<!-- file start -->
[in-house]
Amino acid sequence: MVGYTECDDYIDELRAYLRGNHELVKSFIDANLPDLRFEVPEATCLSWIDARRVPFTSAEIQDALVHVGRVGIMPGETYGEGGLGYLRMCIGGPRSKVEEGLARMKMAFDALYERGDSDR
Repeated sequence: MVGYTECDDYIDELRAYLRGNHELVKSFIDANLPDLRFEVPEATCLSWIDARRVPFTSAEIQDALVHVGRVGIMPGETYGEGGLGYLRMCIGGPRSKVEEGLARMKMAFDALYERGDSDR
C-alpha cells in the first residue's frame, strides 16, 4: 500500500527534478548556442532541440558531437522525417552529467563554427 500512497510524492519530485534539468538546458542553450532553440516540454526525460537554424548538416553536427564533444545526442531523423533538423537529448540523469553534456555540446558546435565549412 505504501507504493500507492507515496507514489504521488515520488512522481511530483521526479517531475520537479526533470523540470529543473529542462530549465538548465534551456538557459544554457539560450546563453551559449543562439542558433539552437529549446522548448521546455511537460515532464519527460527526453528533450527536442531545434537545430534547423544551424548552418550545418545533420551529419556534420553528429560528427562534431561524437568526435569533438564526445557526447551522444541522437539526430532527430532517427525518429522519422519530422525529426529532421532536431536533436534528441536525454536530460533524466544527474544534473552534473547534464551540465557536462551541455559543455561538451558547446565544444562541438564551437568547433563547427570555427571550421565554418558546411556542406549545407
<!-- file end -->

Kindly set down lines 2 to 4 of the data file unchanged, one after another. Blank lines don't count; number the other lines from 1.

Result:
Amino acid sequence: MVGYTECDDYIDELRAYLRGNHELVKSFIDANLPDLRFEVPEATCLSWIDARRVPFTSAEIQDALVHVGRVGIMPGETYGEGGLGYLRMCIGGPRSKVEEGLARMKMAFDALYERGDSDR
Repeated sequence: MVGYTECDDYIDELRAYLRGNHELVKSFIDANLPDLRFEVPEATCLSWIDARRVPFTSAEIQDALVHVGRVGIMPGETYGEGGLGYLRMCIGGPRSKVEEGLARMKMAFDALYERGDSDR
C-alpha cells in the first residue's frame, strides 16, 4: 500500500527534478548556442532541440558531437522525417552529467563554427 500512497510524492519530485534539468538546458542553450532553440516540454526525460537554424548538416553536427564533444545526442531523423533538423537529448540523469553534456555540446558546435565549412 505504501507504493500507492507515496507514489504521488515520488512522481511530483521526479517531475520537479526533470523540470529543473529542462530549465538548465534551456538557459544554457539560450546563453551559449543562439542558433539552437529549446522548448521546455511537460515532464519527460527526453528533450527536442531545434537545430534547423544551424548552418550545418545533420551529419556534420553528429560528427562534431561524437568526435569533438564526445557526447551522444541522437539526430532527430532517427525518429522519422519530422525529426529532421532536431536533436534528441536525454536530460533524466544527474544534473552534473547534464551540465557536462551541455559543455561538451558547446565544444562541438564551437568547433563547427570555427571550421565554418558546411556542406549545407